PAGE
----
However, many organizations fail to realize their long-term success depends on the ability of managers to get the best performance from every employee not just the “stars.” Individuals at every level need, and deserve, effective coaches.
These coaches help employees set and meet performance goals, augmenting the organization’s strategic plan through both formal and informal interactions. Formal coaching occurs when managers work with employees to set goals and have regularly scheduled, structured performance discussions and reviews. Informal coaching occurs day-to-day, when managers offer praise for a job well done or give suggestions for improvement.
Effective coaching benefits everyone the employee, the manager, and the organization. Employees learn to enhance their performance, work with more commitment, and discover higher job satisfaction. Managers improve their communications and ability to motivate employees. Organizations benefit by having managers and employees who recognize how their contributions work toward accomplishing their missions and goals.
Wearing two hats
In the workplace, a coach has two jobs performing specific tasks, such as sales, consulting or accounting, and developing people. Juggling the two can be a challenge, particularly in an organization that does not truly value the coaching role. Effective coaching takes time, and the more employees a manager has to coach, the more time it requires.
It is generally assumed that star performers make great coaches. But do the stellar employees have what it takes to develop people? Sometimes, they do, but often they need training about how to teach others what they have done for themselves instinctively.
While annual performance reviews are common, they are often not enough. Increasingly, organizations are using a performance management process as the framework for planning and ongoing assessment of employees’ performance. Its purpose is to align employees’ goals with those of their department and the entire organization.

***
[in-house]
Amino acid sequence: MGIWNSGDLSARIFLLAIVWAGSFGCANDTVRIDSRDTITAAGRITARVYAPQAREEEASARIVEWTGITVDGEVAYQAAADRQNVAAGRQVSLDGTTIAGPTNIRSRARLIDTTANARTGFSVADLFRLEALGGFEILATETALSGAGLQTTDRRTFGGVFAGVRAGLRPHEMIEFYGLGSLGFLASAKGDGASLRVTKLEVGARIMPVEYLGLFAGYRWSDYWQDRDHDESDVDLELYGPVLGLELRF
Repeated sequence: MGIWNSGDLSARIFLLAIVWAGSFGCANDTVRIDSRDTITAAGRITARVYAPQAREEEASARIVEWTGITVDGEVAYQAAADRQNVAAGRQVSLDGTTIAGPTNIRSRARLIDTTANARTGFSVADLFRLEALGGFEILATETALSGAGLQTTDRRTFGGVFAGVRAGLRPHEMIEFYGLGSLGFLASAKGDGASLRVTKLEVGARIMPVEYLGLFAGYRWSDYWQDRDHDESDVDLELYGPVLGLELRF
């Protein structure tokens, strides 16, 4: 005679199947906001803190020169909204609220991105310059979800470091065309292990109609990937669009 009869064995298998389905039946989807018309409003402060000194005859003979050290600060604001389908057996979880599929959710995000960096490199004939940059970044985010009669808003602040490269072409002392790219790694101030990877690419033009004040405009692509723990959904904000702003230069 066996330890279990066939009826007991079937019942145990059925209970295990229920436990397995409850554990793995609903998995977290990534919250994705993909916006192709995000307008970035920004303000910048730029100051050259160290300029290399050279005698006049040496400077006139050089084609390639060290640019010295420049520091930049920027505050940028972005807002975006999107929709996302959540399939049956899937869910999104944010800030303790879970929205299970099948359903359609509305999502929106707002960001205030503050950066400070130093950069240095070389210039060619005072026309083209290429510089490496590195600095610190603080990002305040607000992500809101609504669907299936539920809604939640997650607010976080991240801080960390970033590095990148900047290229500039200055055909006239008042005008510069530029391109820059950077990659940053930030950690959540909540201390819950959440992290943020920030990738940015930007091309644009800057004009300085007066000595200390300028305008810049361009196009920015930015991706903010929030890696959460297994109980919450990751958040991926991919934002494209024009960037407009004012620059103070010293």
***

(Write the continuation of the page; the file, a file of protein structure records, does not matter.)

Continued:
For example, a company’s strategic objective is to increase its overall sales figures by 20 percent in the new fiscal year. Aligning with that objective, one department’s goal is to increase its market share in a region from 15 percent to 25 percent. To support that goal, an individual salesperson is charged with increasing sales to existing customers by 7 percent or more.
Within this environment, a coach’s role expands significantly. Throughout the year, the coach monitors progress toward the established goals. The coach celebrates successes and addresses problems as they arise. Midway through the year, the coach and employee hold a formal discussion about progress toward the employee’s performance plan.
Giving good advice
A manager provides coaching to allow employees’ potential to shine and focus on their capabilities, not on their shortcomings. The coach should assess an employee’s progress toward stated goals, recognize achievements, make adjustments as needed, and enhance overall performance.
Feedback is most meaningful when it is:
- Specific about a situation, task, action, or result. People learn from concrete examples, not vague generalities.
- Offered at an appropriate time. Almost any time is appropriate for applauding strengths. Feedback on correcting weaknesses, however, is best delivered when both coach and employee are calm rather than when emotions are running high.
- Given with positive intent. While coaches can’t eliminate “negative” feedback, they need to accentuate the positive to get better results. When it comes to delivering tough messages, coaches can be direct without beating someone up.
Overall, keep in mind that how coaches deliver feedback is as important as what they say. When preparing to give an employee feedback whether formal or informal coaches need to ask how they would want to hear the same message from their managers.
JOHN WYSOCKI is senior manager at Crowe Chizek. Reach him at (630) 574-1040 or firstname.lastname@example.org.